• Wilkie gets a job doing something with tea but the job is boring and leaves him time to write so good for us.
  • Wilkie travels around Europe a bit getting stuck in France twice and needing his mom to send him money so he can get home. Come on, Wilks
  • Wilkie decides he "does not take much interest in Matrimony". I mean, not that anyone was asking him to get married, but still. He takes a stance and he sticks with it.
  • Wilkie helps his 31 year-old friend elope with a 15 year-old (ewww). But DON'T WORRY, they weren't rushing into anything cos the "passion for each other had been clear for four years". You know, when he was 27 and she was 11. EW EW EW EW EW
  • Wilkie doesn't give out his books for free, not even to friends. In fact, when his publisher gave out a few free copies to Wilkie's friends, Wilkie said nuh uh, you gotta pay for those. No word if they actually did pony up or just gave him the book back.
Alright, there have been some treats here but I'm hoping for some more sensation in the next section. UNTIL NEXT WEEK!

Title quote from page 62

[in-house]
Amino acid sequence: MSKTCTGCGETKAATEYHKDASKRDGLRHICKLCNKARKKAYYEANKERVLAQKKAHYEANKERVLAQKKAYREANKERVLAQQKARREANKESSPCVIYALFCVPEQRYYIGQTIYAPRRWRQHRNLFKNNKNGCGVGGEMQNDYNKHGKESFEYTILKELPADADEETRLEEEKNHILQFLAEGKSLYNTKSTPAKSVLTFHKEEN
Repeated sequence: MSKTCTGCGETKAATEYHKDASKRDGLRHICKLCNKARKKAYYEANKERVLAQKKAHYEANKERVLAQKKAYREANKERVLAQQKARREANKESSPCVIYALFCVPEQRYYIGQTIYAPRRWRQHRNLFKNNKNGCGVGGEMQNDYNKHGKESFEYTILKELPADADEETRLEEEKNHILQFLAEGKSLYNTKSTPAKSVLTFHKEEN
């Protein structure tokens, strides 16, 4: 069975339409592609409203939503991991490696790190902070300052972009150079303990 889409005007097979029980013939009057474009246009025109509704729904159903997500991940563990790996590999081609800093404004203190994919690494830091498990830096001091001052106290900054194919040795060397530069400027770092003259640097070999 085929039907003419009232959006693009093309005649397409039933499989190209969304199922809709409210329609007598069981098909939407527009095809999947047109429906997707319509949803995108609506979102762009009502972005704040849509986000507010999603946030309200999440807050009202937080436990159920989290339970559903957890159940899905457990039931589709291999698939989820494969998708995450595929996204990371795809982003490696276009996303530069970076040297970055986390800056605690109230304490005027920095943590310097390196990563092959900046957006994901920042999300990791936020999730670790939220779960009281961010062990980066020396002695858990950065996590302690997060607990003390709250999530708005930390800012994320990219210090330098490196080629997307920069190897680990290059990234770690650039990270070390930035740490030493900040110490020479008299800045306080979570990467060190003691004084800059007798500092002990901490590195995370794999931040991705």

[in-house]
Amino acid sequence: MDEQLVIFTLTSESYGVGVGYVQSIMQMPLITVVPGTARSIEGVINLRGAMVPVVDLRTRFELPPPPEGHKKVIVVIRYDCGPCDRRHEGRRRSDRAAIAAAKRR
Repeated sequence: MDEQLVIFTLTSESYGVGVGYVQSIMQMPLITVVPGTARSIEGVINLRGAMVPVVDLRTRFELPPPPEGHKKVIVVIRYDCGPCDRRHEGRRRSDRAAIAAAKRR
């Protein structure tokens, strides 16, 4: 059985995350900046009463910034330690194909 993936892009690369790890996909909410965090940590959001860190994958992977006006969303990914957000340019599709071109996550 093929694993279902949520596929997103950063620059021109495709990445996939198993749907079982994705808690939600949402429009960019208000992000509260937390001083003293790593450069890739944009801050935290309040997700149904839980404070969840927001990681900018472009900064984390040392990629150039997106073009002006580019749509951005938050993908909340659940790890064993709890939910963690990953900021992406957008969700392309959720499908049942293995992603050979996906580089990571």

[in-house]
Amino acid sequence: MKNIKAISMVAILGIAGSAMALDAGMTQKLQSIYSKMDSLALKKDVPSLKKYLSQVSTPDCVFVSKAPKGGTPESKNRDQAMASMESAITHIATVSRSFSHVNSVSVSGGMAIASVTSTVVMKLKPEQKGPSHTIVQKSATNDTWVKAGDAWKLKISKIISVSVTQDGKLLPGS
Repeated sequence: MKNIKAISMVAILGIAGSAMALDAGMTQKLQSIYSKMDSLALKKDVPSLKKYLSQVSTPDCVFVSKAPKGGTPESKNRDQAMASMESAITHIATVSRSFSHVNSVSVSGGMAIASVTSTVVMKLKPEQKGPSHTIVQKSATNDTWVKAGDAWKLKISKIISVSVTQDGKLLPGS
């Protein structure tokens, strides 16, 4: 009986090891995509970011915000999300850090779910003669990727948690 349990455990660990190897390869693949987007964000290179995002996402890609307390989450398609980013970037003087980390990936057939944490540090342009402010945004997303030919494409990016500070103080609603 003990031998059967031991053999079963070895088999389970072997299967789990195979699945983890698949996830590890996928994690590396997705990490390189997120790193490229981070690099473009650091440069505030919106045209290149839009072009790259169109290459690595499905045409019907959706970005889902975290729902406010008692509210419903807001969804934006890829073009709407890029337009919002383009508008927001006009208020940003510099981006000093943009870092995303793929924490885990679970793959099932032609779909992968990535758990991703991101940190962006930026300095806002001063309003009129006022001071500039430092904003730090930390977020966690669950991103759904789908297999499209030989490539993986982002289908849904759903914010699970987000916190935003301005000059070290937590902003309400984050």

Lycett, Andrew. Wilkie Collins: A Life of Sensation. Windmill, 2013.

Monday, June 19, 2017

Too Fat, Too Slutty, Too Loud: She navigates the world with the swagger of a mediocre white man

I didn't know much/anything about Anne Helen Petersen or her book when I was scanning through Netgalley, but when I saw the title Too Fat, Too Slutty, Too Loud: The Rise and Reign of Unruly Women I said YES this sounds like a book that is right my wheelhouse. So I was pretty excited when I was approved for a copy in exchange for a review.
Petersen looks at the boxes contemporary women are put into and looks at women in pop culture who are decidedly outside these boxes, in at least one category. From this central theme, Petersen gives us a collection of essays on celebrity women who are "too much". Serena Williams who is too strong, Nicki Minaj who is too slutty, Melissa McCarthy who is too fat, Jennifer Weiner who is too loud, and so on. These are women who have operated outside the rules for the appropriate way they should behave and have been able to transcend these limitations and remain (or even become) as popular as they are.

As I said before, I didn't know anything about Petersen and I was a little worried when in the intro she mentions that she works at BuzzFeed. Whether accurate or not, I think of BuzzFeed as the place to take a quiz about which type of grilled cheese I would eat if I went to Hogwarts (smoked cheddar with fig jam on country white bread for Ravenclaw, obviously*) or a gif reaction list about some '90s nostalgia. While these things are entertaining they did not set super high expectations that I would get something insightful in this collection. I'm happy to report that I was so, so wrong.